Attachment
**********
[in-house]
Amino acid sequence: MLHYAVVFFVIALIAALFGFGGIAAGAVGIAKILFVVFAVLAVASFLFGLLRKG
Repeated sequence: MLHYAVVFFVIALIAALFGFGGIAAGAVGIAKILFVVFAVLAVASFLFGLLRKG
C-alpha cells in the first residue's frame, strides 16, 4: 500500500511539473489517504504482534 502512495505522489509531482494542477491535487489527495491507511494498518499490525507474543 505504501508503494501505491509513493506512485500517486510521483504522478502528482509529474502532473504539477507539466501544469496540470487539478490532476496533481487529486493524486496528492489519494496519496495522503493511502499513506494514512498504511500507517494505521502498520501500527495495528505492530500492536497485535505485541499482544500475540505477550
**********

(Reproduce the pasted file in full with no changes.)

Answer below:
[in-house]
Amino acid sequence: MLHYAVVFFVIALIAALFGFGGIAAGAVGIAKILFVVFAVLAVASFLFGLLRKG
Repeated sequence: MLHYAVVFFVIALIAALFGFGGIAAGAVGIAKILFVVFAVLAVASFLFGLLRKG
C-alpha cells in the first residue's frame, strides 16, 4: 500500500511539473489517504504482534 502512495505522489509531482494542477491535487489527495491507511494498518499490525507474543 505504501508503494501505491509513493506512485500517486510521483504522478502528482509529474502532473504539477507539466501544469496540470487539478490532476496533481487529486493524486496528492489519494496519496495522503493511502499513506494514512498504511500507517494505521502498520501500527495495528505492530500492536497485535505485541499482544500475540505477550